Washington State University recently announced its intent to eliminate funding for the journals ESQ: A Journal of the American Renaissance and Poe Studies: History, Theory, Interpretation, effective 1 July 2012. In response to this decision, and to the editors’ campaign “not only to preserve funding, but also to take a strong public stand against the notion that one of the primary means by which the academy referees and exchanges ideas can be dispensed with,” the president of CAAS sent the following letter to Dr. Elson S. Floyd, the president of Washington State University.
If you would like to send a personal letter of support, or know of an organization that would like to lend its voice, please consult the home pages of either ESQ or Poe Studies, which provide information on how to proceed (including email and physical addresses).
10 August 2011
Dr. Elson S. Floyd, President
Washington State University
Dear President Floyd,
I am writing on behalf of the executive of the Canadian Association for American Studies to encourage Washington State University’s continued support for its highly esteemed journals, ESQ and Poe Studies. These journals are among the foremost–and, indeed, foundational–journals in American literary scholarship and American Studies more broadly. Your university’s support for such prestigious journals is greatly appreciated by academics and associations not only in the United States, but around the world; in part because of these journals and the excellent faculty in the various disciplines of American Studies at your university, we have always held Washington State in high regard.
The centrality of publishing to the daily functioning of any university has long been recognized through the support that administrations in both of our countries, and beyond, offer to such major journals as ESQ and Poe Studies. As we continue in this period of economic uncertainty, we all recognize the need to tighten our institutional belts, so to speak, but it would be a more than dire situation, for both individual universities and the academy as a whole, if such vital services were to lose the support of university administrations. While we all struggle to find ways to cope with decreasing revenue and increasing costs, we must also keep in mind that the value of a university ultimately adheres to the ideas it creates and the discussions it fosters. We have to ask ourselves the question: when we come to the other side of this economic crisis, what value will our institutions retain, and what interest will we be able to build on that value?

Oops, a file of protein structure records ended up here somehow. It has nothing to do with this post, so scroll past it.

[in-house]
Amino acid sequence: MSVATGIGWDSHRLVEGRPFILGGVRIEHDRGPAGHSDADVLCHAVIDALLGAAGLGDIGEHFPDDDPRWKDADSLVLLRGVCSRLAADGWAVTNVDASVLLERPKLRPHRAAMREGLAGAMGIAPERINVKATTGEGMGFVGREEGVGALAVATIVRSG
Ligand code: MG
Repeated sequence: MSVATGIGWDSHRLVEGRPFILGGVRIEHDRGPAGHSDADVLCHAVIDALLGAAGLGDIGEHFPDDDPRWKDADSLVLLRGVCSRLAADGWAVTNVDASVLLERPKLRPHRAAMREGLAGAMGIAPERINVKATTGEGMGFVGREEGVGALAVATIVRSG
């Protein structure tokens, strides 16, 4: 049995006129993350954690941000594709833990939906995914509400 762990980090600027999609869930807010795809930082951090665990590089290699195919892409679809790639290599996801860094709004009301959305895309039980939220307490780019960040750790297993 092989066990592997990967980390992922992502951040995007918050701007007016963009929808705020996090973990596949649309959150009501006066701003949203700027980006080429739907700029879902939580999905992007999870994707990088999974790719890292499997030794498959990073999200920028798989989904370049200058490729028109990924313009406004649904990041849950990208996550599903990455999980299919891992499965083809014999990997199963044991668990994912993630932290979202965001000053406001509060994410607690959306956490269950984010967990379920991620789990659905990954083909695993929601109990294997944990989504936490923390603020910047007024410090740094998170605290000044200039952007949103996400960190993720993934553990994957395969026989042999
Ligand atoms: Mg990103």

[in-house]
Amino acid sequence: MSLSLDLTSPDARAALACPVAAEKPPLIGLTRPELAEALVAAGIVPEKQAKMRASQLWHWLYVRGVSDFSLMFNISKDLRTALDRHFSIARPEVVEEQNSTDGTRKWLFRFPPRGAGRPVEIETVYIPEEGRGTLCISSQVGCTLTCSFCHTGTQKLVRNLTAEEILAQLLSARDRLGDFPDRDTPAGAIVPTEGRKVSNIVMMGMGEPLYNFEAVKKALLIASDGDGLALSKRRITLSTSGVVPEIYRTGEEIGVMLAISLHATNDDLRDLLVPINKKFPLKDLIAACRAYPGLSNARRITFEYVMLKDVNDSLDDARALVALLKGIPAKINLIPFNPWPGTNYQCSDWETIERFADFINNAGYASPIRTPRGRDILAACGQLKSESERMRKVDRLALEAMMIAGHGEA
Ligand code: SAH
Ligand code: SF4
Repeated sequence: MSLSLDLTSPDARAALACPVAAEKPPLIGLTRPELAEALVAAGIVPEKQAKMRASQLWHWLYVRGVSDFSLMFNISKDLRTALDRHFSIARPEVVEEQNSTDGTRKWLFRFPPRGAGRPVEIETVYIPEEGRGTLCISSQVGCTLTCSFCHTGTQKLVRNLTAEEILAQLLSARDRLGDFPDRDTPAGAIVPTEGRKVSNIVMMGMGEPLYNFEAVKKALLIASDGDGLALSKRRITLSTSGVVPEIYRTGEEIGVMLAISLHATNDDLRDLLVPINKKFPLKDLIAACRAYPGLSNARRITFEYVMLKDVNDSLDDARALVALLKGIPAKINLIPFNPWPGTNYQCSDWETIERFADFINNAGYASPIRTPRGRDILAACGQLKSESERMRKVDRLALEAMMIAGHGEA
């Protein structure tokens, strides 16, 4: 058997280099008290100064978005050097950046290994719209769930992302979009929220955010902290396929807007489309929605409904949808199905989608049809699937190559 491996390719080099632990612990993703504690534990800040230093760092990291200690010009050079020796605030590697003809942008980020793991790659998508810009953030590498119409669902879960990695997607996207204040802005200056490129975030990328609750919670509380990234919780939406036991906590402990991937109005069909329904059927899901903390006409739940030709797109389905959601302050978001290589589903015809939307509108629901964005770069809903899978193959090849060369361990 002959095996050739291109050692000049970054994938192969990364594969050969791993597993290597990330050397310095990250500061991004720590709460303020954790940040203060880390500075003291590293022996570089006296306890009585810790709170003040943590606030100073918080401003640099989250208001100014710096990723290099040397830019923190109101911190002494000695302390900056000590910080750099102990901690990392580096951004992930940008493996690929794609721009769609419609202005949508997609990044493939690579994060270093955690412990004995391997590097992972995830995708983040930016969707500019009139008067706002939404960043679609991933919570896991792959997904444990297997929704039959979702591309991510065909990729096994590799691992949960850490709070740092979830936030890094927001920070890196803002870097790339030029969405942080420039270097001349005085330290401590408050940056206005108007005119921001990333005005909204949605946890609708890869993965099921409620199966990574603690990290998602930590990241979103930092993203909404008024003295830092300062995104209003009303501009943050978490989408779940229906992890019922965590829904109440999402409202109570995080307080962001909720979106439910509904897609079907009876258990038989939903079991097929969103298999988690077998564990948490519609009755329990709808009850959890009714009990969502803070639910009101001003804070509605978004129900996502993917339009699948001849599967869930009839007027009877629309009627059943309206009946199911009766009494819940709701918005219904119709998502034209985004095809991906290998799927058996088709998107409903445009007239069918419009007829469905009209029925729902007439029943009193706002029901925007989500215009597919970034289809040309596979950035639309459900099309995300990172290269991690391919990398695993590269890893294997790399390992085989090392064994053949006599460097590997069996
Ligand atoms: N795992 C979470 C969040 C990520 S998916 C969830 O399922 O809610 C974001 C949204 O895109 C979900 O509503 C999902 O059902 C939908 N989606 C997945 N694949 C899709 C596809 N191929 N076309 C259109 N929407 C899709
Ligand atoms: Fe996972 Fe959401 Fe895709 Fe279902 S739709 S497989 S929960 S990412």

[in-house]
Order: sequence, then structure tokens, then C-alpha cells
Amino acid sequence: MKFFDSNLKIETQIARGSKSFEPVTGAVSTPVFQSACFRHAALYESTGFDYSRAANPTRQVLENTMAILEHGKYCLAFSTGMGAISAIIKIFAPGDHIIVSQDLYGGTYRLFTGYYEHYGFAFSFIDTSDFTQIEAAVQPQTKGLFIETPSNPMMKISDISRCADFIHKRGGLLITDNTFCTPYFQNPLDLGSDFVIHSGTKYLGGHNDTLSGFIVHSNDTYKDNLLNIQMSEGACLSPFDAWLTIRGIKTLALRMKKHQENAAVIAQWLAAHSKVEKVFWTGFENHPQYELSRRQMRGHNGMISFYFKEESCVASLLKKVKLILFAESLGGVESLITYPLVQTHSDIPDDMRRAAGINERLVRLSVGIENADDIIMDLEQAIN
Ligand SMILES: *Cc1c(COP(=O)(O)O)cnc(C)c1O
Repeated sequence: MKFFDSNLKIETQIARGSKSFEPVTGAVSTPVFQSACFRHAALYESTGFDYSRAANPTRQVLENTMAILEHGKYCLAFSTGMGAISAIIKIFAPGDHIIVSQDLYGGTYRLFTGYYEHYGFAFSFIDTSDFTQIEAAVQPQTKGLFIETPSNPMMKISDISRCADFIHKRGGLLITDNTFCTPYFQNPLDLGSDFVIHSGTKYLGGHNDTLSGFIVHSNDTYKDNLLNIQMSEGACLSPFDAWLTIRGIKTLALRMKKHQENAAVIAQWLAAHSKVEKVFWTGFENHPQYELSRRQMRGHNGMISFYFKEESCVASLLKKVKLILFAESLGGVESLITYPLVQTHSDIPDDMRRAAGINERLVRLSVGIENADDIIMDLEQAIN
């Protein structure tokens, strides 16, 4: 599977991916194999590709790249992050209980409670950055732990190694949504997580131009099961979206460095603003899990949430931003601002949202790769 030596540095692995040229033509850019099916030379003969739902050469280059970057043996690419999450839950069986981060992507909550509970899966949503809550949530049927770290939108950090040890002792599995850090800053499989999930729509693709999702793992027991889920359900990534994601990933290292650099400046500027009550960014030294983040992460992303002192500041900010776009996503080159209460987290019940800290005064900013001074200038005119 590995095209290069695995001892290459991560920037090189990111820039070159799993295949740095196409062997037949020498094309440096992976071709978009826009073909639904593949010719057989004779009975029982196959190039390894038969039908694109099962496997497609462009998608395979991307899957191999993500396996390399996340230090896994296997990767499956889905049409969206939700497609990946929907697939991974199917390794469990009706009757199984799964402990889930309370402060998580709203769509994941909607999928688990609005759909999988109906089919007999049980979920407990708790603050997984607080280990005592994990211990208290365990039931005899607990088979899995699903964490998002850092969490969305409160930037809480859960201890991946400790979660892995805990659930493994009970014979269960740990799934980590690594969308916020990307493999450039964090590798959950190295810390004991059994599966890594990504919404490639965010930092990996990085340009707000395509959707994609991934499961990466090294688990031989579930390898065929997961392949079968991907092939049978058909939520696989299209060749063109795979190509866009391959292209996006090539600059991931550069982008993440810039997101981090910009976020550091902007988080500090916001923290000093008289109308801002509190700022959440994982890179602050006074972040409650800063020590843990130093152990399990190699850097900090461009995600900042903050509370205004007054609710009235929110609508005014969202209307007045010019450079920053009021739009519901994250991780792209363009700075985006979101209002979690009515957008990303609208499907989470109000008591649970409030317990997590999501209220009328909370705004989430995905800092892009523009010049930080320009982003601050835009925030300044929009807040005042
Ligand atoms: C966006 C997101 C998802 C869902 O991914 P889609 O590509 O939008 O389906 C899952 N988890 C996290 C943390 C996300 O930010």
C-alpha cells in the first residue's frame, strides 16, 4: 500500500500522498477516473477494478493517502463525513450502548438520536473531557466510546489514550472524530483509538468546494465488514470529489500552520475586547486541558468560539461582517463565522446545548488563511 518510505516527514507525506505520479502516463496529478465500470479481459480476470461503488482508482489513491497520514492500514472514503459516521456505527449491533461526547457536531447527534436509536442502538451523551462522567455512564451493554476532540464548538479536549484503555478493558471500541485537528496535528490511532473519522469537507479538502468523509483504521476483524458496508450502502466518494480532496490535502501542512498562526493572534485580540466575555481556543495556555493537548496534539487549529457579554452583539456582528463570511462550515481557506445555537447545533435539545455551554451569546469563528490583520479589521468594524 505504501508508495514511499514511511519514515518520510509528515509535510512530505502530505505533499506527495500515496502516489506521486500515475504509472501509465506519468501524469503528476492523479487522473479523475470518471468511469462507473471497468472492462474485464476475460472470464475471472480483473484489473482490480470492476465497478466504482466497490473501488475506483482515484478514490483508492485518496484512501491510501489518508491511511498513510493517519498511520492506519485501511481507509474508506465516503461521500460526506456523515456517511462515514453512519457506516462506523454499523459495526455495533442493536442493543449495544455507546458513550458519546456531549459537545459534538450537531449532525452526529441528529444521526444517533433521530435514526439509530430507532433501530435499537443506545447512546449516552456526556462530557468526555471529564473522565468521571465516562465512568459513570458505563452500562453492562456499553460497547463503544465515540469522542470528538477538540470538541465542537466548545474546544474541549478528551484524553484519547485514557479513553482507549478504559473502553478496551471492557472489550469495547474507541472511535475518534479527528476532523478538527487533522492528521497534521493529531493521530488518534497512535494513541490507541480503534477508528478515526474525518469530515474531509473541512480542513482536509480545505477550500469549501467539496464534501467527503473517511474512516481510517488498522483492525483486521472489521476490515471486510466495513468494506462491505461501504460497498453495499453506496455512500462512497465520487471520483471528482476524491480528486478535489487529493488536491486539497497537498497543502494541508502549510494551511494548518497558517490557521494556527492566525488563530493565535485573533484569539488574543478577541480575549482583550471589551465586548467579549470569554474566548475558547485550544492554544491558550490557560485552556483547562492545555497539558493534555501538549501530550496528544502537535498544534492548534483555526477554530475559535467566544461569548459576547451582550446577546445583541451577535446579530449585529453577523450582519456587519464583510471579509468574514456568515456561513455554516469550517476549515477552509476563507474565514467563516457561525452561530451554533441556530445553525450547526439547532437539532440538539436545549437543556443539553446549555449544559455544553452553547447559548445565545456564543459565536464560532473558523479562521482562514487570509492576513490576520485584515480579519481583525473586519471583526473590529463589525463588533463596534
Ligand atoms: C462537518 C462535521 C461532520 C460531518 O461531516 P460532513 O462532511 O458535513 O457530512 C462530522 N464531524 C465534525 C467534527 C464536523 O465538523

I’m speaking, of course, not just of monetary value and interest, but of the attention our institutions receive, the interest in ideas that brings scholars together and students to our classes. These are the intrinsic and self-evident values of the university. If we lose sight of those values as we try to shore up the immediate fiscal future, we will find it even more difficult to generate interest in and for our own universities in the future–the interest that our institutions require to attract students.
If I can beg your indulgence a little further, Emerson–one of the central figures of your nation’s literature and of the journals in question–speaks directly to this subject. Colleges, Emerson writes, “can only highly serve us, when they aim not to drill, but to create; when they gather from far every ray of various genius to their hospitable halls, and, by the concentrated fires, set the hearts of their youth on flame. . . . Forget this, and our American colleges will recede in their public importance, whilst they grow richer every year.” Even as we cope with the current economic recession, we must heed Emerson and not allow a more permanent recession of our universities.
In short, you have every right to be proud of your prestigious institution’s association with these journals, which add immensely to the value of your university in ways worthy of its reputation. I sincerely thank you for, and would like to encourage in the strongest terms possible, your continued support of the fruitful relationship between ESQ, Poe Studies and Washington State, as we all invest in a more prosperous future.
With all best wishes,
Dr. Jason Haslam
President, Canadian Association for American Studies
Associate Professor, Dalhousie University